An important and ancient stele, inscribed with just 29 Chinese characters and looted by Japanese soldiers early last century, could provide experts with some important clues to understanding the mysterious 1,300-year-old Bohai Kingdom.
The Honglujing Stele, which is about 3 meters wide, 1.8 meters tall and 2 meters thick, sits in virtual seclusion in the Japanese imperial palace as a "trophy" of the Japanese army who took it from Lushun in northeastern China's Liaoning Province after the 1904 war between Japan and Russia.
The stele is the only one known to belong to the Tang Dynasty (618-907) in northeastern China. It indicates that the first king of the Bohai Kingdom (698-926), a mysterious state during the Tang Dynasty, was conferred with the title by the Tang emperor.
Few people, including Japanese researchers, have been allowed into the imperial palace to study the stele. Zhang Yongnian and Wang Weiming, deputy directors of the Tang Honglujing Stele Research Association obtained some pictures of the stele from the Japanese imperial palace in July 2005.
Set up in 2004, the association is the most authoritative non-governmental organization on Honglujing stele study. Luo Zhewen, a famed ancient architecture expert, serves as head of the association.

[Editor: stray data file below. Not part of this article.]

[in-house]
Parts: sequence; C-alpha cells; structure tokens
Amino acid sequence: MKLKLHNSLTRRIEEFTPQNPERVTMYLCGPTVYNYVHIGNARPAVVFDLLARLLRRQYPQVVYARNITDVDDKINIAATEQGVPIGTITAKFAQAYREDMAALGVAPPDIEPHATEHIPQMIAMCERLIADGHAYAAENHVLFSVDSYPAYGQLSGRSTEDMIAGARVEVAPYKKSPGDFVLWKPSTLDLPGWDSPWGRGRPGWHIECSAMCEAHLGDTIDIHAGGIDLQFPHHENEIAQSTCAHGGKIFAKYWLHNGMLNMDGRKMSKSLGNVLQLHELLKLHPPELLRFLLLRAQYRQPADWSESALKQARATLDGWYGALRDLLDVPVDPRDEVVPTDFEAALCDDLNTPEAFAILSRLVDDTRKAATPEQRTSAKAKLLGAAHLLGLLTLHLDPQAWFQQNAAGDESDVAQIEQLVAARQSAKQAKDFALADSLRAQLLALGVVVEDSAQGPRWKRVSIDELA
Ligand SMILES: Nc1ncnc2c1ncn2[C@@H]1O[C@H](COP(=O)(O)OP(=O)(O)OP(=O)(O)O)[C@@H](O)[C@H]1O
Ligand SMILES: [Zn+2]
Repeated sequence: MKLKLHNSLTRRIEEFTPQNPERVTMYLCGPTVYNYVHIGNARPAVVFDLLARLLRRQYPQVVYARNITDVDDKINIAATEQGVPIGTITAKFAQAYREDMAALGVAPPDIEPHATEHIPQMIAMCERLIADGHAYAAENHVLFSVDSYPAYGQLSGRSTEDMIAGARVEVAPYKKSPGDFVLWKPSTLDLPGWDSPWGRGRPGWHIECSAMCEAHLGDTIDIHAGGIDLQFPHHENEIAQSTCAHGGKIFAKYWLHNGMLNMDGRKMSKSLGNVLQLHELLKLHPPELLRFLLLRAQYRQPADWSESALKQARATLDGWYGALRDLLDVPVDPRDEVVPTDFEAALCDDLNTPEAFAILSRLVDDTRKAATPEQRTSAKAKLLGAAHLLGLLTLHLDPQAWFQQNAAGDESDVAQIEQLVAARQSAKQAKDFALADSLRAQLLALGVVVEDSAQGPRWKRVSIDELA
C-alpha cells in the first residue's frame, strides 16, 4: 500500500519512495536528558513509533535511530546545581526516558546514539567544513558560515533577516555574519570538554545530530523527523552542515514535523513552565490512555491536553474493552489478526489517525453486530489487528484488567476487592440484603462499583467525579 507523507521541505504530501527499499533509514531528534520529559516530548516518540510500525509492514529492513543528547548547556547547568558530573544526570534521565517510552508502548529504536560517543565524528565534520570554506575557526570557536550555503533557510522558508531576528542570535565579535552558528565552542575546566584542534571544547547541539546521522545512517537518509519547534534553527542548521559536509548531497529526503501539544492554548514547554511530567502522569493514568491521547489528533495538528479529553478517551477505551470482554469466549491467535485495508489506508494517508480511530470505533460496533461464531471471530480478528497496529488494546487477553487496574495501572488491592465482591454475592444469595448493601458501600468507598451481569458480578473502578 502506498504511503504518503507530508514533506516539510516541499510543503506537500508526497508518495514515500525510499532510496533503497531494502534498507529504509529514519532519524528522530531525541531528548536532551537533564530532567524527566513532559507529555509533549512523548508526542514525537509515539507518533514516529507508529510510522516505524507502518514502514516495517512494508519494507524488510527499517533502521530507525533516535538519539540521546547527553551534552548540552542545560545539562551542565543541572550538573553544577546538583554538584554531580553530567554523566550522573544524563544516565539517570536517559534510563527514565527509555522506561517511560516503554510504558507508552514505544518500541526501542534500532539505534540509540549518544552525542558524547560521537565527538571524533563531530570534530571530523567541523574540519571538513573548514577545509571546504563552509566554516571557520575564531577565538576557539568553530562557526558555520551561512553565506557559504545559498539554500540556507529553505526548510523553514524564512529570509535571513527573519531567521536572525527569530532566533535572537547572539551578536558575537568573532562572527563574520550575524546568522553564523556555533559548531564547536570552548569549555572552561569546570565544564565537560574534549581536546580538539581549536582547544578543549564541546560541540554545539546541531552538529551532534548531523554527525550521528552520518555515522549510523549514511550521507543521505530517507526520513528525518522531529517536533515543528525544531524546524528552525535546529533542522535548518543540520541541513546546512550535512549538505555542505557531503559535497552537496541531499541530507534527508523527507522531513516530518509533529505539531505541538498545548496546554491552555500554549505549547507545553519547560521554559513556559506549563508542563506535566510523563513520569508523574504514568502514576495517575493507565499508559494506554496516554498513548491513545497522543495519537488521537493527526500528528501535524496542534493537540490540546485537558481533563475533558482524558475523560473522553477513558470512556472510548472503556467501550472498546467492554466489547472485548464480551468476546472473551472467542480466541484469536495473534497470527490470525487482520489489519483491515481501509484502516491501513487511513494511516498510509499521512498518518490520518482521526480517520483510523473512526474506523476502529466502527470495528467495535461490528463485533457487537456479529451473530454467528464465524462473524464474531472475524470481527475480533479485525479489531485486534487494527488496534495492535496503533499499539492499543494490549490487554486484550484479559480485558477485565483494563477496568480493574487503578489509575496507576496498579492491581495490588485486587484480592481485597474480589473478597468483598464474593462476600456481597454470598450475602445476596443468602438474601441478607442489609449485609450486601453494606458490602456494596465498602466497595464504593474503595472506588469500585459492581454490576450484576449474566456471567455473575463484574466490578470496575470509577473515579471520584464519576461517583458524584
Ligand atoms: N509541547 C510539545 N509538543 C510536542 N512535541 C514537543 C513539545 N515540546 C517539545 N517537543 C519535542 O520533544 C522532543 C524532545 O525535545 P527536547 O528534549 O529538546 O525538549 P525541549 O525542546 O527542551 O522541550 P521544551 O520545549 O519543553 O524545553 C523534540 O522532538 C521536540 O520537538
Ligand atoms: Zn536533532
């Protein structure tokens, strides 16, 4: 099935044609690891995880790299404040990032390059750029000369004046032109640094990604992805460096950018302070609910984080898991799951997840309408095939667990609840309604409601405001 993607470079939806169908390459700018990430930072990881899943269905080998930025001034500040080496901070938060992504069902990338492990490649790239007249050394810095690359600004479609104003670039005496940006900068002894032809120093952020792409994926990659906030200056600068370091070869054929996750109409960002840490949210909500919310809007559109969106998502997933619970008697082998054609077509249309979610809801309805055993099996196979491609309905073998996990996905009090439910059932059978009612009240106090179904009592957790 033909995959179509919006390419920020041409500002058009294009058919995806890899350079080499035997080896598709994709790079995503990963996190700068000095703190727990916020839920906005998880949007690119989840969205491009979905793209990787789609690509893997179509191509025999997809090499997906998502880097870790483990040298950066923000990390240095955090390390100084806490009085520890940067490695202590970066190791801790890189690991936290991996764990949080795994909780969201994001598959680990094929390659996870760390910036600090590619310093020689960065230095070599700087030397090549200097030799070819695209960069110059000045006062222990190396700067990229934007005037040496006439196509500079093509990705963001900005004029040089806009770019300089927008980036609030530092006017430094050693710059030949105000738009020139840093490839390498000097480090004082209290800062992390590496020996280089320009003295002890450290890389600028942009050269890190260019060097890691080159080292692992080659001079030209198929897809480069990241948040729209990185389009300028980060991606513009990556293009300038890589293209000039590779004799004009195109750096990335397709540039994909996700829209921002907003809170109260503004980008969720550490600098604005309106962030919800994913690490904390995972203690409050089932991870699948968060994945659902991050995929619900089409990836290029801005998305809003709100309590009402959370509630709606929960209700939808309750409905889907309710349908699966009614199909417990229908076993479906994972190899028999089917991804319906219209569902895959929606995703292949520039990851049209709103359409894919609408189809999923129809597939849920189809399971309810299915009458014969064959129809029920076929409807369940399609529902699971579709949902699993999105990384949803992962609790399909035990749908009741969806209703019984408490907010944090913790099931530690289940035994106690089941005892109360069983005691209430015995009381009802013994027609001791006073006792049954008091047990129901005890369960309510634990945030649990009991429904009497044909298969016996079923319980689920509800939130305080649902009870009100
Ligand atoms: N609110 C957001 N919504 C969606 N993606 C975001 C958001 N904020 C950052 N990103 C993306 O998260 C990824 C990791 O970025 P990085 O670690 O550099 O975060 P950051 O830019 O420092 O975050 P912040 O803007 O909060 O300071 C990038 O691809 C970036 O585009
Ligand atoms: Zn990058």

Over the past two years the non-government association has been promoting study exchanges on the stele between Chinese and Japanese scholars and celebrities, such as Ikuo Hirayama, president of Japan-China Friendship Association.
Unlike what some media report said, the imperial palace of Japan has never refused further contact with Chinese researchers, and it is hopeful that the 'historical problems' surrounding the Honglujing Stele will be settled in "a cooperative and friendly way", according to the research association.
Some historical records said Bohai Kingdom was a regime founded mainly by the Mohes, a minority nationality in northeast China and forefathers to the Manchus.
With limited historical records, Japanese and Chinese archaeologists have not been able to figure out the exact date when the stele was taken to Japan, but it was widely believed to be sometime between October 1906 and April 1908.